18) put florescent lights and bulbs all through our house, even lamps; and we uplugged anything that isn't being used at that time. DH puts VCR, DVD player, and TV on a bar and turns it all off with one flick of a switch when done using. This saves $$$.
19) We set our heating dial lower. We turn it down before we go out; and at night before bed (we put an extra comforter on our bed instead). We wear socks and slippers and a sweater around our home, but we don't freeze.
20) DH does what car repairs he can and pays a mechanic friend to do some things for cheaper price; and if he has to go to a garage, he calls around to find the best rate and use of time. (we found one who gets the job done when he says it will be done).
PS ~ sorry, didn't mean to write a book!
12-21-2008, 10:38 PM
PS ~ sorry, didn't mean to write a book!
Maybe you should! ;)
12-21-2008, 10:42 PM
:lol: hahaha :rofl: Maybe you're right! ;)
RN BSN 2009
12-21-2008, 11:03 PM
Here are some of my tips:
1.) Shop at several different grocery stores, each store has their own sales and own discount tables. Each store has their own lower priced items, too. Make at least one fruit/produce market trip. You can save big. For example, celery at the produce market is .75 cents per bunch, compared to 1.99 at the regular grocery store.
2.) Subscribe to the Sunday newspaper. Clip and keep the coupons on as many items as possible. Even something you don't buy very often, keep the coupon, as you never know when that item will show up in the clearance aisle at the store. One of my hot buys were MoveFree Advance Glucosamine and Chondroitin Tablets (Regular Price = $29.99, Clearance Price = $7.00, Coupon that I had = $5.00, Final Price = $2!!!). You never know when you'll hit that jackpot!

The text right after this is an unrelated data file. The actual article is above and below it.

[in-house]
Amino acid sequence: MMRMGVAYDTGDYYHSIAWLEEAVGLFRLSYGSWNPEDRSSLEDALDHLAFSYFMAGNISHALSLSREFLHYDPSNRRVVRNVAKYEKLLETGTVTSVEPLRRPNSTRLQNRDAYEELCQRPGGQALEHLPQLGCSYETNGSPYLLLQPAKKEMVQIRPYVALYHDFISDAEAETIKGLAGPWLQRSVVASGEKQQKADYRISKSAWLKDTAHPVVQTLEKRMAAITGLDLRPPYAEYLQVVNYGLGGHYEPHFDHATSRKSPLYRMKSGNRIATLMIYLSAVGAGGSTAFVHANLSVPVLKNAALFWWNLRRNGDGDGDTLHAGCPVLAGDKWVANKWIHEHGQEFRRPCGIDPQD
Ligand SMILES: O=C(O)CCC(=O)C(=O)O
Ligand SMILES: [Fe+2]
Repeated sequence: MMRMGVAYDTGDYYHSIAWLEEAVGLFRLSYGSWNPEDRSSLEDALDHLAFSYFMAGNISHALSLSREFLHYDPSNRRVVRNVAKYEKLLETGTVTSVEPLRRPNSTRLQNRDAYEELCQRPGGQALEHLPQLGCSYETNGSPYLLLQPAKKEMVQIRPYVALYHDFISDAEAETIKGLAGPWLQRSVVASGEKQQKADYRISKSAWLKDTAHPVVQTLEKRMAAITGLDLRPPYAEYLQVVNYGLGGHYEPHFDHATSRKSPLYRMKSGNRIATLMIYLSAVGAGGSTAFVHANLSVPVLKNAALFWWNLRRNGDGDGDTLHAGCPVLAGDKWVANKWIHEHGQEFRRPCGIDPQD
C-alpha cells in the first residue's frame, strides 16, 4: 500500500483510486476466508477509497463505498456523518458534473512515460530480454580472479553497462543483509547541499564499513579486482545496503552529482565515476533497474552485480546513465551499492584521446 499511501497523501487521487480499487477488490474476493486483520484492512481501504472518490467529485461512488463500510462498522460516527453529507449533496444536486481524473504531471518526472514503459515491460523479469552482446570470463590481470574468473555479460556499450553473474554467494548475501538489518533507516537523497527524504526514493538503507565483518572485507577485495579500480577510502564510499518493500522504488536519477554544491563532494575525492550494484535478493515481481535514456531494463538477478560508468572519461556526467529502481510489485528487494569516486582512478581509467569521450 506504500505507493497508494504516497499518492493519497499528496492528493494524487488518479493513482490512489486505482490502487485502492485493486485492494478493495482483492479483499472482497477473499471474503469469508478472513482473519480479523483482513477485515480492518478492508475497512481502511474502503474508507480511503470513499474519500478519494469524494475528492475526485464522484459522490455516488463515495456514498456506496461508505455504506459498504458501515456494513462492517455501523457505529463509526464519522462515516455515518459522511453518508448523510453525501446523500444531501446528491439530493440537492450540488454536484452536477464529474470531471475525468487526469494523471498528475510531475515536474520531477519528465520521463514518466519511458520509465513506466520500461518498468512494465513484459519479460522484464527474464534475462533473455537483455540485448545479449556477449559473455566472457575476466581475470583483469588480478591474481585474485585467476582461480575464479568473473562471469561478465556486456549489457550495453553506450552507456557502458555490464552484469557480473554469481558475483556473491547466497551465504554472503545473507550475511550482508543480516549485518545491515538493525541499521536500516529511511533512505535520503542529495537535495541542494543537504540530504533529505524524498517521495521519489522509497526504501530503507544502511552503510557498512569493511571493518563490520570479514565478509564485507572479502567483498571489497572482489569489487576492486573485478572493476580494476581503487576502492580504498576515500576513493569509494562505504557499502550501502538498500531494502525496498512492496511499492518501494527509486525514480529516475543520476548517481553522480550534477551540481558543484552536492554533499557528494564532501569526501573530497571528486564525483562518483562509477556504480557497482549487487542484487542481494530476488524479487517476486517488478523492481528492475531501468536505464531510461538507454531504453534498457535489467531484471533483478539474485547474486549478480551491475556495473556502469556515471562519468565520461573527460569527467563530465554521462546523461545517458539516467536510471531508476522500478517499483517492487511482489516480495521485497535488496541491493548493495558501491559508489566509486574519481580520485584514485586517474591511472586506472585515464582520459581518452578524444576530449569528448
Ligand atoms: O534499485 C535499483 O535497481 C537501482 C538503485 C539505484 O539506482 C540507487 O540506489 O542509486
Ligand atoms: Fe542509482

3.) Buying coupons on Ebay. Have an item that you buy every single week? Chances are a coupon for it will be on Ebay. Newspaper delivery people who have extra coupon booklets, and time on their hands, oftentimes list coupons in batches of 10 or 20. Make sure to check the expiration dates, make sure they are far enough ahead in time to make it worth it.
4.) If there is a really good sale on something, get a rain check. Go home, then buy the coupons on Ebay. Sale + Coupon = GREAT DEAL!
5.) Buy generic when you can - Sometimes a generic brand will still be cheaper than the name brand WITH a coupon, but make sure to check to see if the package has the same volume.
6.) Find and stock up on the staples - Cut up fruits, vegetables, and meats and freeze them. Make sure they are properly labeled. It may be a good investment to get one of the reynolds or ziploc vacuum sealers for extra freshness.
7.) On your day off, crock pot some good, hearty wholesome meals that can be frozen, and brought to work/school as lunch for the week. Maybe you can also find a group in your community that swaps, so that you can have variety.
8.) Angel-Food ministries - you can buy bulk meat, oftentimes much cheaper than grocery store prices.
9.) Join a food co-op in your community, there are even ones that offer healthy organic vegetables.
10.) Contact manufacturers directly, if there is an item you're particularly interested in and don't have a coupon. Turkey Hill sent me a whole welcome package with multiple coupons on ice cream, frozen yogurt and tea.
12-22-2008, 12:38 PM
Some great ideas in here. I need to spend less in a major way. I hate all the coupons I get from various stores. Save 30% here, $10.00 off here. And of course, use it between Dec 15-24th and save another 15%. AHHH!!!! I don't even need anything, but I find myself buying "stuff" just to "save" yet, I'm spending money.....
*shakes head* I need to learn to just toss these coupons and not worry abotu them...